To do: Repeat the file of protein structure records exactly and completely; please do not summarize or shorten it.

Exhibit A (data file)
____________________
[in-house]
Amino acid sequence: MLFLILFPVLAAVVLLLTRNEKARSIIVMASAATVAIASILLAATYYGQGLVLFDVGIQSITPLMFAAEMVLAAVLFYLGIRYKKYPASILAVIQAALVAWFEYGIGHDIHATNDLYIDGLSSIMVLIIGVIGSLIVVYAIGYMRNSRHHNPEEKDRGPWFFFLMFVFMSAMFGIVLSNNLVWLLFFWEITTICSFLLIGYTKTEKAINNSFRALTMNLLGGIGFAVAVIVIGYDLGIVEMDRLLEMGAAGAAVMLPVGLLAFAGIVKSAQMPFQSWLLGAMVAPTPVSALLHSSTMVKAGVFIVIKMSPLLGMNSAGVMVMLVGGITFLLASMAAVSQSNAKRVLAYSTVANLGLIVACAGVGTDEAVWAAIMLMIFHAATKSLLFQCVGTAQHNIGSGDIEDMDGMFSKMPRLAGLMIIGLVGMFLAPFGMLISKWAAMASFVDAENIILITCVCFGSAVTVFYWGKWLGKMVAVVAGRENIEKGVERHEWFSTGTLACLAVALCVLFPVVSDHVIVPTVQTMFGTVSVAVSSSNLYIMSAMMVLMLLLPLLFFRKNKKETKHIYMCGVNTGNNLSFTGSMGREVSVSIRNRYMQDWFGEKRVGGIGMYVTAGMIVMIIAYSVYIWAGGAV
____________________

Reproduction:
[in-house]
Amino acid sequence: MLFLILFPVLAAVVLLLTRNEKARSIIVMASAATVAIASILLAATYYGQGLVLFDVGIQSITPLMFAAEMVLAAVLFYLGIRYKKYPASILAVIQAALVAWFEYGIGHDIHATNDLYIDGLSSIMVLIIGVIGSLIVVYAIGYMRNSRHHNPEEKDRGPWFFFLMFVFMSAMFGIVLSNNLVWLLFFWEITTICSFLLIGYTKTEKAINNSFRALTMNLLGGIGFAVAVIVIGYDLGIVEMDRLLEMGAAGAAVMLPVGLLAFAGIVKSAQMPFQSWLLGAMVAPTPVSALLHSSTMVKAGVFIVIKMSPLLGMNSAGVMVMLVGGITFLLASMAAVSQSNAKRVLAYSTVANLGLIVACAGVGTDEAVWAAIMLMIFHAATKSLLFQCVGTAQHNIGSGDIEDMDGMFSKMPRLAGLMIIGLVGMFLAPFGMLISKWAAMASFVDAENIILITCVCFGSAVTVFYWGKWLGKMVAVVAGRENIEKGVERHEWFSTGTLACLAVALCVLFPVVSDHVIVPTVQTMFGTVSVAVSSSNLYIMSAMMVLMLLLPLLFFRKNKKETKHIYMCGVNTGNNLSFTGSMGREVSVSIRNRYMQDWFGEKRVGGIGMYVTAGMIVMIIAYSVYIWAGGAV